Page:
Camera’s arent cheap, so when they don’t work as they should it gets annoying.
One of the most annoying things is when your camera just won’t focus and the last thing you want is for your autofocus to stop working in the middle of a shoot.
The Canon Rebel SL3 (also known as the Canon EOS 250D) is a solid crop sensor camera for people to get started and most of the time you’ll never have a problem. But every camera can have its problems one day.
When I had issues with the Rebel SL3 not focusing I was so annoyed, but I scoured the internet to fix my problem.
I tried everything out there but number 8 on this list was my solution. Hopefully, using this list of solutions you can find out why your SL3 is not focusing.
To give you a quick summary here’s the list:
- Check Your AF/MF Switch
- Your Subject Is Too Close For Comfort
- Your Lens Isn’t Attached Properly
- Clean Your Contacts
- You Need More Light
- Your Subject Is Too FAST
- Not Enough Contrast
- Custom Function Settings
Table of Contents
1. Check Your AF/MF Switch
This one is so easy, you’ll probably feel bad if this fixes your problem.
When using your Canon lenses with your Rebel SL3 you’ll notice that there’s a small switch on the lens to switch between autofocus and manual focus.
The switch will say AF/MF and it’s quite easy to find on your lens. See the picture below to see what I mean.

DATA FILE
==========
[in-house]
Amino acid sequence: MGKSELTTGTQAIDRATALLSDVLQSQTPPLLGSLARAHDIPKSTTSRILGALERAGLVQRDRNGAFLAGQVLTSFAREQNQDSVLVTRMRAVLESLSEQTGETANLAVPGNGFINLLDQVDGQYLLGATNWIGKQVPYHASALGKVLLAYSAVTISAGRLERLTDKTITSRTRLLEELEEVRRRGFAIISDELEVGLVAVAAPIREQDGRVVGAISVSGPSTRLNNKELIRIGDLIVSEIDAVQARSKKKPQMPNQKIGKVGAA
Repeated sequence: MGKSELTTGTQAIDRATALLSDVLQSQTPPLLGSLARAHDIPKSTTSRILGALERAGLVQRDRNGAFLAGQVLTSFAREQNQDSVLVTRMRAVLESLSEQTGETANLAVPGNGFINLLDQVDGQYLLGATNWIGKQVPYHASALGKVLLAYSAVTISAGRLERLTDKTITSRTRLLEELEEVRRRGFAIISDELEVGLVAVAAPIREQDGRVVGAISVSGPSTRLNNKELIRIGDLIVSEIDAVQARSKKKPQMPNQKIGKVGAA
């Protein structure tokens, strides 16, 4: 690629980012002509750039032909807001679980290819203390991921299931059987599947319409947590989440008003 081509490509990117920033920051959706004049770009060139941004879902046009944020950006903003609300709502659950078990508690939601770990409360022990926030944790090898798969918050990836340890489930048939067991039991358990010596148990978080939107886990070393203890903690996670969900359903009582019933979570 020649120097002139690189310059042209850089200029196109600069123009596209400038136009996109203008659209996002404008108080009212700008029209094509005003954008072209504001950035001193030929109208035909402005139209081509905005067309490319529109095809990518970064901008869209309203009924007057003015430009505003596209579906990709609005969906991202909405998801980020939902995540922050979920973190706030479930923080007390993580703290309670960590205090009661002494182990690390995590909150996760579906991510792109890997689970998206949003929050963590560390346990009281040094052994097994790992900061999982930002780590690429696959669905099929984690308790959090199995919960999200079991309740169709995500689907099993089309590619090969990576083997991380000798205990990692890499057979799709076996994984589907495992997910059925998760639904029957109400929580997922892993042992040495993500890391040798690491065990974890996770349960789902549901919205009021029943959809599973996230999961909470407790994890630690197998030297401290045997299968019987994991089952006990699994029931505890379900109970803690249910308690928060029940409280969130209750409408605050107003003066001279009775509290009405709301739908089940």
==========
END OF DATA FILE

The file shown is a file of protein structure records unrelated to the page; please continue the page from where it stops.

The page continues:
You might be trying to autofocus with your camera, but you’ve left this switch on MF so your camera is having none of it.
As far as your trusty SL3 is concerned, you want to be using manual focus.
To fix this, make sure the switch on your Canon lens is set to AF and not MF.
Remember that this is not to do with auto vs manual mode in terms of exposure and other settings that affect exposure. This is just auto vs manual mode for focus.
2. Your Subject Is Too Close For Comfort
If you’re too close to your subject then your camera and lens will not be able to focus.
The reason for this is that there’s something called a minimum focusing distance. All lenses and cameras have this.
All it means is that whatever you are photographing has got to be a certain distance away from your camera.
To be precise, it has to be a certain distance away from the focal plane which is where your sensor would be in your Rebel SL3.
It can be hard to notice the focal plane mark on your SL3 if you don’t know what you’re looking for.
On mine it’s like a small black engraving which looks like a small circle with a line going through it. Kind of like the London Underground logo.
To find it, do this:
Put your camera down with the lens side facing away from you. Now look at the top of your camera. On the left hand side you should see the small holes for the speaker.
To the left of these speaker holes you’ll also see the focal plane mark.
Now you just find out your minimum focusing distance and keep that focal plane mark at least that distance away from whatever you want in focus.
Different lenses have different minimum focusing distances so you should double check depending on what lens you have.